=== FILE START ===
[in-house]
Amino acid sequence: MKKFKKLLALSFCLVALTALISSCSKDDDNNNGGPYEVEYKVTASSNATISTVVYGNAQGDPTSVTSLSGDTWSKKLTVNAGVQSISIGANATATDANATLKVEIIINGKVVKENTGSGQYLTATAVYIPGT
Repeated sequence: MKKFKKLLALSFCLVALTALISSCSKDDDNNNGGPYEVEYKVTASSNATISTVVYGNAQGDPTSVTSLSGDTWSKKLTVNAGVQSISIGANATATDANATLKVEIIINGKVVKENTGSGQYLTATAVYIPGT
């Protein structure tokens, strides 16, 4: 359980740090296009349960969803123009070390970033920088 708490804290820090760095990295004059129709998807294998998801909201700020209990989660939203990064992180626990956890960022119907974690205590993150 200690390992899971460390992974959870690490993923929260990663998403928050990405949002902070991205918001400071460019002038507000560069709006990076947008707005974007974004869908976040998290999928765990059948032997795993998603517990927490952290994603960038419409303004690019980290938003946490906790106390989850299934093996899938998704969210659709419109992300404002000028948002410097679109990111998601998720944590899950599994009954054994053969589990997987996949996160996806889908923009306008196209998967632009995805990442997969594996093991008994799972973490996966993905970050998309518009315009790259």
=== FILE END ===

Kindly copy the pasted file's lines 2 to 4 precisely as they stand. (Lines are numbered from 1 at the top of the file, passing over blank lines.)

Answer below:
Amino acid sequence: MKKFKKLLALSFCLVALTALISSCSKDDDNNNGGPYEVEYKVTASSNATISTVVYGNAQGDPTSVTSLSGDTWSKKLTVNAGVQSISIGANATATDANATLKVEIIINGKVVKENTGSGQYLTATAVYIPGT
Repeated sequence: MKKFKKLLALSFCLVALTALISSCSKDDDNNNGGPYEVEYKVTASSNATISTVVYGNAQGDPTSVTSLSGDTWSKKLTVNAGVQSISIGANATATDANATLKVEIIINGKVVKENTGSGQYLTATAVYIPGT
């Protein structure tokens, strides 16, 4: 359980740090296009349960969803123009070390970033920088 708490804290820090760095990295004059129709998807294998998801909201700020209990989660939203990064992180626990956890960022119907974690205590993150 200690390992899971460390992974959870690490993923929260990663998403928050990405949002902070991205918001400071460019002038507000560069709006990076947008707005974007974004869908976040998290999928765990059948032997795993998603517990927490952290994603960038419409303004690019980290938003946490906790106390989850299934093996899938998704969210659709419109992300404002000028948002410097679109990111998601998720944590899950599994009954054994053969589990997987996949996160996806889908923009306008196209998967632009995805990442997969594996093991008994799972973490996966993905970050998309518009315009790259």